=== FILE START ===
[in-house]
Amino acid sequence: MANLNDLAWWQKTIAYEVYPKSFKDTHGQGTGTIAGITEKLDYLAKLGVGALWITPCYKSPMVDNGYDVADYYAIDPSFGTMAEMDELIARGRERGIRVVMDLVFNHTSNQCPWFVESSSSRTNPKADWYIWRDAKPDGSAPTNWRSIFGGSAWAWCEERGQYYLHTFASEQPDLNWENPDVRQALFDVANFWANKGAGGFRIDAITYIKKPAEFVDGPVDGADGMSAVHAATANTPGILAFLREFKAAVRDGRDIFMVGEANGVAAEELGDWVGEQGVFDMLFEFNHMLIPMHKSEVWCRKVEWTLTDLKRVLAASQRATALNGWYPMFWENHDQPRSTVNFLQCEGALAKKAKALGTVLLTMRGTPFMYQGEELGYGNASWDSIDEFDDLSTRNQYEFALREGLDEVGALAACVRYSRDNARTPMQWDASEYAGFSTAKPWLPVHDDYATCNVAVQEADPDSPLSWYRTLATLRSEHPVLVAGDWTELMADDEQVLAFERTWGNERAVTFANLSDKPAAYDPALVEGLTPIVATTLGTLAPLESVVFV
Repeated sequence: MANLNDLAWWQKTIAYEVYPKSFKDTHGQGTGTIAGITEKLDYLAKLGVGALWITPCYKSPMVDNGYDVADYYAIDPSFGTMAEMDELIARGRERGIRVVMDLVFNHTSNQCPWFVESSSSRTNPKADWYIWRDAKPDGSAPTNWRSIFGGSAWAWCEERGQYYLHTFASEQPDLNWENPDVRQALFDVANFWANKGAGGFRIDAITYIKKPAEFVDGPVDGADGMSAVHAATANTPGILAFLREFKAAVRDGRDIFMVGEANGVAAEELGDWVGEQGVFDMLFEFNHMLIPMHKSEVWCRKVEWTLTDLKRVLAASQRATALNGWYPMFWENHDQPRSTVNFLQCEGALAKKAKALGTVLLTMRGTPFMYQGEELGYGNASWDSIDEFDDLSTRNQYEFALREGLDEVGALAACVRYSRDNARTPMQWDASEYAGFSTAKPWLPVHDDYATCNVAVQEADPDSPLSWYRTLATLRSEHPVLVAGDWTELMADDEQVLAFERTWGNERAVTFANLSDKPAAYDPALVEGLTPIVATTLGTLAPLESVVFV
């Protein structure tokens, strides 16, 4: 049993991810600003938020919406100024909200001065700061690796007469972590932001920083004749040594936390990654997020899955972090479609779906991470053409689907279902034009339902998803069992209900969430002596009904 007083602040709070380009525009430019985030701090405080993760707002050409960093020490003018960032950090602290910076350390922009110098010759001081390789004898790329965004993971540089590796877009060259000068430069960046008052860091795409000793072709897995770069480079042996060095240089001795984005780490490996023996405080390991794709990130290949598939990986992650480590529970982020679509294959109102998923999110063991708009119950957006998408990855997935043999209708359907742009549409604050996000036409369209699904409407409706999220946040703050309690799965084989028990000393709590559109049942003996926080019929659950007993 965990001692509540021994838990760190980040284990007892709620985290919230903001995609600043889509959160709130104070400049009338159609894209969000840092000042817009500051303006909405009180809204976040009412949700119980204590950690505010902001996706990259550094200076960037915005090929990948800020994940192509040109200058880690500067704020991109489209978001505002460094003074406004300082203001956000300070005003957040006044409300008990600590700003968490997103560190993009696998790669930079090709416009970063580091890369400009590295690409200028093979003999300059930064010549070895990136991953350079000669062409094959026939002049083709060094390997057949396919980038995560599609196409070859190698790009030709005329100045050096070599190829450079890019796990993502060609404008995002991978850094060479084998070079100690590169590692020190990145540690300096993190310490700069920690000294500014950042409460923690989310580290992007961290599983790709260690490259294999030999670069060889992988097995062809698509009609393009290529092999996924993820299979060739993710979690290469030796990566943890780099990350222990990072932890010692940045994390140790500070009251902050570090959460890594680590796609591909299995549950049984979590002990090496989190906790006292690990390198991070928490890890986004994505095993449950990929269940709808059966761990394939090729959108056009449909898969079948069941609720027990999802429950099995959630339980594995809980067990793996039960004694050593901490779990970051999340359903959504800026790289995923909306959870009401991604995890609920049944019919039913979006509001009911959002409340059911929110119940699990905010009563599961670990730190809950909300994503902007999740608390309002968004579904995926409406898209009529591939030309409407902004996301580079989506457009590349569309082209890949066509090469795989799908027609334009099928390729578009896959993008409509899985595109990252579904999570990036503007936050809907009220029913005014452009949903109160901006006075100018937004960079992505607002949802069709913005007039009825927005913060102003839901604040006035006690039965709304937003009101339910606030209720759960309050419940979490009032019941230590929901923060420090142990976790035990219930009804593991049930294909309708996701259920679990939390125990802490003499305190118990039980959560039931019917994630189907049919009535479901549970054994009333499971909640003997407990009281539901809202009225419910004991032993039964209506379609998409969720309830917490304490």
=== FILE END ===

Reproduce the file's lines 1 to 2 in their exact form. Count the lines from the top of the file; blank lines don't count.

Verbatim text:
[in-house]
Amino acid sequence: MANLNDLAWWQKTIAYEVYPKSFKDTHGQGTGTIAGITEKLDYLAKLGVGALWITPCYKSPMVDNGYDVADYYAIDPSFGTMAEMDELIARGRERGIRVVMDLVFNHTSNQCPWFVESSSSRTNPKADWYIWRDAKPDGSAPTNWRSIFGGSAWAWCEERGQYYLHTFASEQPDLNWENPDVRQALFDVANFWANKGAGGFRIDAITYIKKPAEFVDGPVDGADGMSAVHAATANTPGILAFLREFKAAVRDGRDIFMVGEANGVAAEELGDWVGEQGVFDMLFEFNHMLIPMHKSEVWCRKVEWTLTDLKRVLAASQRATALNGWYPMFWENHDQPRSTVNFLQCEGALAKKAKALGTVLLTMRGTPFMYQGEELGYGNASWDSIDEFDDLSTRNQYEFALREGLDEVGALAACVRYSRDNARTPMQWDASEYAGFSTAKPWLPVHDDYATCNVAVQEADPDSPLSWYRTLATLRSEHPVLVAGDWTELMADDEQVLAFERTWGNERAVTFANLSDKPAAYDPALVEGLTPIVATTLGTLAPLESVVFV